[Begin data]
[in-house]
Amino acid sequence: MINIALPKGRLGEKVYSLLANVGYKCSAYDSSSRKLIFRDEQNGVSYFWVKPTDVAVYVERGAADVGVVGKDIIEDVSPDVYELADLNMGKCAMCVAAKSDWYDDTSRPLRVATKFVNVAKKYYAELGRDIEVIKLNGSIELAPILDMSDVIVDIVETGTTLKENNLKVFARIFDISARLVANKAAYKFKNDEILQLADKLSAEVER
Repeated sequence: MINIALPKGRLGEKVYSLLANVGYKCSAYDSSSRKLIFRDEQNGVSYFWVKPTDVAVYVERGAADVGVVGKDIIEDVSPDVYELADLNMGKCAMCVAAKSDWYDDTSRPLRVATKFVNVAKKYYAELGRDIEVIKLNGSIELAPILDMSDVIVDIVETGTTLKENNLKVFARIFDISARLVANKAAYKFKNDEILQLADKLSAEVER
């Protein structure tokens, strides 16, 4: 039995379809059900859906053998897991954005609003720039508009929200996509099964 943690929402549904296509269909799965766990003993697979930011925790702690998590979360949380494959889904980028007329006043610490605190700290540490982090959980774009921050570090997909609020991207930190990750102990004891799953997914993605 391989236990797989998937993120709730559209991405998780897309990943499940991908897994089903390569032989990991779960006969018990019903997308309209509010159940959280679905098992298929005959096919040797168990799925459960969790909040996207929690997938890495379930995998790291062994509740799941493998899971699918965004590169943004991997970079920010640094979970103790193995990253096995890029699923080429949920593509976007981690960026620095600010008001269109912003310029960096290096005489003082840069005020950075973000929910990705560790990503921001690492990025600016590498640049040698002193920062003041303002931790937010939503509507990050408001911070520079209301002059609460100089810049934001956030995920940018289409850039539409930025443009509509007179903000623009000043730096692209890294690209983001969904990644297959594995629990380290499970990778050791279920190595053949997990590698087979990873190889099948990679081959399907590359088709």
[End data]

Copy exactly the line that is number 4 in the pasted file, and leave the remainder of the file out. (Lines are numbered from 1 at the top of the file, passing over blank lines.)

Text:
């Protein structure tokens, strides 16, 4: 039995379809059900859906053998897991954005609003720039508009929200996509099964 943690929402549904296509269909799965766990003993697979930011925790702690998590979360949380494959889904980028007329006043610490605190700290540490982090959980774009921050570090997909609020991207930190990750102990004891799953997914993605 391989236990797989998937993120709730559209991405998780897309990943499940991908897994089903390569032989990991779960006969018990019903997308309209509010159940959280679905098992298929005959096919040797168990799925459960969790909040996207929690997938890495379930995998790291062994509740799941493998899971699918965004590169943004991997970079920010640094979970103790193995990253096995890029699923080429949920593509976007981690960026620095600010008001269109912003310029960096290096005489003082840069005020950075973000929910990705560790990503921001690492990025600016590498640049040698002193920062003041303002931790937010939503509507990050408001911070520079209301002059609460100089810049934001956030995920940018289409850039539409930025443009509509007179903000623009000043730096692209890294690209983001969904990644297959594995629990380290499970990778050791279920190595053949997990590698087979990873190889099948990679081959399907590359088709």